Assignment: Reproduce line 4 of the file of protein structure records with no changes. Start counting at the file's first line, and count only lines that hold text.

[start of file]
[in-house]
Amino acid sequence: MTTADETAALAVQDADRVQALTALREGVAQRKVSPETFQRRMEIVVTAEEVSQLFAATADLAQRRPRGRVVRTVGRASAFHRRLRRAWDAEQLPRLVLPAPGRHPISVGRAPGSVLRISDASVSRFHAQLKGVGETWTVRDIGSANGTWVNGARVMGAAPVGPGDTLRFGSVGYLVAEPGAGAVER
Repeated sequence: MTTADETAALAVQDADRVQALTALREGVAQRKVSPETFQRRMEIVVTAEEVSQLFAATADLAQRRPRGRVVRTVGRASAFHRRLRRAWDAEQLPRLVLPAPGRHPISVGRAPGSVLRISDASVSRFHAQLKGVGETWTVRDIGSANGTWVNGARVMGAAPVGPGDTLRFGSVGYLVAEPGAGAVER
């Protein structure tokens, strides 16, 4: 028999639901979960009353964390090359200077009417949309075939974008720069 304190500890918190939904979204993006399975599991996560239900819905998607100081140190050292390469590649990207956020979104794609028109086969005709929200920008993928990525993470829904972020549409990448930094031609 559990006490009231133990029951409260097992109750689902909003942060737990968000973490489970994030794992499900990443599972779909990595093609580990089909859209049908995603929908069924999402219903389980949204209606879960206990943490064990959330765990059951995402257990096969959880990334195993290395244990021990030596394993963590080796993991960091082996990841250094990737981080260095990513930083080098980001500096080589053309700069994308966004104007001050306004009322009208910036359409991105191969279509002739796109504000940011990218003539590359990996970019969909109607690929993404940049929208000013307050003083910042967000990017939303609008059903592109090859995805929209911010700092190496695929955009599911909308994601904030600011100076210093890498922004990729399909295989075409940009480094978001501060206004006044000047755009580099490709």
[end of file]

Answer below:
């Protein structure tokens, strides 16, 4: 028999639901979960009353964390090359200077009417949309075939974008720069 304190500890918190939904979204993006399975599991996560239900819905998607100081140190050292390469590649990207956020979104794609028109086969005709929200920008993928990525993470829904972020549409990448930094031609 559990006490009231133990029951409260097992109750689902909003942060737990968000973490489970994030794992499900990443599972779909990595093609580990089909859209049908995603929908069924999402219903389980949204209606879960206990943490064990959330765990059951995402257990096969959880990334195993290395244990021990030596394993963590080796993991960091082996990841250094990737981080260095990513930083080098980001500096080589053309700069994308966004104007001050306004009322009208910036359409991105191969279509002739796109504000940011990218003539590359990996970019969909109607690929993404940049929208000013307050003083910042967000990017939303609008059903592109090859995805929209911010700092190496695929955009599911909308994601904030600011100076210093890498922004990729399909295989075409940009480094978001501060206004006044000047755009580099490709």